The DMV offers incredible cultural opportunities, many of them at no cost. One of those is The Kennedy Center’s Millennium Stage, which brings highly regarded artists and bands to our for free, early evening concerts. Recently, Hurray for the Riff Raff played an excellent full-band set there.
Hurray for the Riff Raff is centered on the work of Alynda Segarra, a Bronx-born and raised singer-songwriter of Puerto Rican heritage. Early in their career, their albums leaned toward a sparse, indie-folk sound. More recent albums, especially last year’s Life On Earth, have expanded their production to a fuller, more pop-oriented approach, even including sound samples and electronic elements in the mix. This is a common path for many artists in this vein; I recently covered First Aid Kit and The Weather Station, who have evolved in a similar fashion.
Hurray for the Riff Raff’s songs include both deeply personal, intimate numbers and more political, outward-looking tunes. Hurray for the Riff Raff explored those themes at their performance at The Kennedy Center on July 20.
In 2019, they told the audience, they became a visitor for immigrants stuck in limbo in the asylum system in Louisiana, where they live (they settled in New Orleans in 2007). “Precious Cargo” tells the story of one of the immigrants they met, and some of the harrowing things that man went through in the system. The line “seventeen days sleeping on the floor” is especially haunting. Fortunately, they shared, this person has made it through the system and is out now.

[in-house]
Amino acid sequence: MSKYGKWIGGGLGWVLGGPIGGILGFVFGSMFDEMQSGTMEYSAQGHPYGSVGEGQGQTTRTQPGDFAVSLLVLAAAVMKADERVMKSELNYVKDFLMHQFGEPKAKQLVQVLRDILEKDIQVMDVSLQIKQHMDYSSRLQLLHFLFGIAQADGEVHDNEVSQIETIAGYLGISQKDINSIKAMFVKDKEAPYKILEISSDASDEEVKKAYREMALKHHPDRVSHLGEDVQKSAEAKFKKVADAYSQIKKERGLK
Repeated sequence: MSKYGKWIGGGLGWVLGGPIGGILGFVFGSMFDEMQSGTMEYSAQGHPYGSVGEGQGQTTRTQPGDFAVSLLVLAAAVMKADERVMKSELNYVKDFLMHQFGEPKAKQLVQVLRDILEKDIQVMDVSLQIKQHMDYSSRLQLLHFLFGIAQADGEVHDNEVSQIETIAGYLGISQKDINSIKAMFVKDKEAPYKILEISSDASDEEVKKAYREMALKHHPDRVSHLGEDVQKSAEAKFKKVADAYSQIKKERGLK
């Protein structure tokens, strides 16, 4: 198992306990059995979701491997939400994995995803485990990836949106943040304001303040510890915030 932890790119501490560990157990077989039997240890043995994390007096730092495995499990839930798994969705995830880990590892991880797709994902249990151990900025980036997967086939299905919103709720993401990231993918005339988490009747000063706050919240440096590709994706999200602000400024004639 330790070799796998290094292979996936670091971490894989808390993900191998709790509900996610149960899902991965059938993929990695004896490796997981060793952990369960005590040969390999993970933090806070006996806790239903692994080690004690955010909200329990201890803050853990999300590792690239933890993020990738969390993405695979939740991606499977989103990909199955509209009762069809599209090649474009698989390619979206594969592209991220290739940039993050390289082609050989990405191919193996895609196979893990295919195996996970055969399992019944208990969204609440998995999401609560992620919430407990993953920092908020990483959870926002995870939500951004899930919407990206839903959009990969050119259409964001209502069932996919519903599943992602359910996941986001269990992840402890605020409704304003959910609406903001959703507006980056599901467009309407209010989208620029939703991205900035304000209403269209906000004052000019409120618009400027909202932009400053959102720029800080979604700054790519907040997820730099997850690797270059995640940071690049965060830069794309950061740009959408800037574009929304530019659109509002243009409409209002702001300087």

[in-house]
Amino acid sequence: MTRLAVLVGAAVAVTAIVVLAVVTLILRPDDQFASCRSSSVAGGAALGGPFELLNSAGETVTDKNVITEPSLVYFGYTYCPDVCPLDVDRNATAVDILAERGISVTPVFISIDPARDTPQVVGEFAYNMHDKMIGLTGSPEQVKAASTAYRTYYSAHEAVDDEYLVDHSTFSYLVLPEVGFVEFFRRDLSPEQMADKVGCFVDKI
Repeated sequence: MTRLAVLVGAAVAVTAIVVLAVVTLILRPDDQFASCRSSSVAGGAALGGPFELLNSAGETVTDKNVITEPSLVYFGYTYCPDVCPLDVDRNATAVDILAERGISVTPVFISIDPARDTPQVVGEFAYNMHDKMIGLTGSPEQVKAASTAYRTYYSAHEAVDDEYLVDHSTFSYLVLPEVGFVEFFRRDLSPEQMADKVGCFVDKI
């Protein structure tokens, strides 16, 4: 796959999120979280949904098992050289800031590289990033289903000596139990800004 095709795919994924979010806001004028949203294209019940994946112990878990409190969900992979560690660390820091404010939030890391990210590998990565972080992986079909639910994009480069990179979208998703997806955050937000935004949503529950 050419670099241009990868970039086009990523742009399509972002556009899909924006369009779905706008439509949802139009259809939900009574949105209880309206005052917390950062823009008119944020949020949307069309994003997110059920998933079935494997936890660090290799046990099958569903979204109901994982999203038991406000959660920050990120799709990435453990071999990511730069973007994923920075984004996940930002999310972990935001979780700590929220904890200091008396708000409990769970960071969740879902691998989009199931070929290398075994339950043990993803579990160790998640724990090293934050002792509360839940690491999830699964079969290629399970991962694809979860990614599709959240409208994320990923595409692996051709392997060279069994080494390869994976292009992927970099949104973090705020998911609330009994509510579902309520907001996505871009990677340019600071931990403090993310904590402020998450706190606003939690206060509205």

Stream “Precious Cargo” by Hurray for the Riff Raff on YouTube:
At the other pole of their music was “SAGA.” Introducing the song, they said, “If you relate to this song, I love you. I’m sorry.” It deals with the trauma and loneliness they faced as a child, which is something I can relate to. I didn’t really have friends when I was growing up, and there was a lot of violence.
The set began with “Alibi,” followed by “RHODODENDRON,” “PIERCED ARROW,” and “Jupiter’s Dance.” “The Body Electric,” they said, is “an old one that’s still relevant. Hopefully, one day it isn’t.” Released on her 2014 album Small Town Heroes, the song takes its title from the Walt Whitman poem “I Sing The Body Electric.” It interrogates the long history of murder ballads and other songs that tell stories of gendered violence. The set continued with “Nightqueen” and “Good Time Blues (At Outla’s Lament,” and “Rosemary Tears,” closing with “Living In The City.”
It bears saying again: we’re very lucky to have cultural resources like the Kennedy Center, and even more lucky they put on these concerts free of charge. I always catch a number of them every year; last month, I saw the excellent singer-songwriter Chris Smither.
A number of notable artists are slated to appear later this summer at the Milennium Stage: Margo Price on August 11; Blitzen Trapper on August 16; and the Watson Twins on August 18. These are three exciting performances!
The concerts are free, but you’ll want to reserve a ticket through the Kennedy Center’s website, as some of these shows will be in high demand. Tickets can be reserved two weeks before the show date.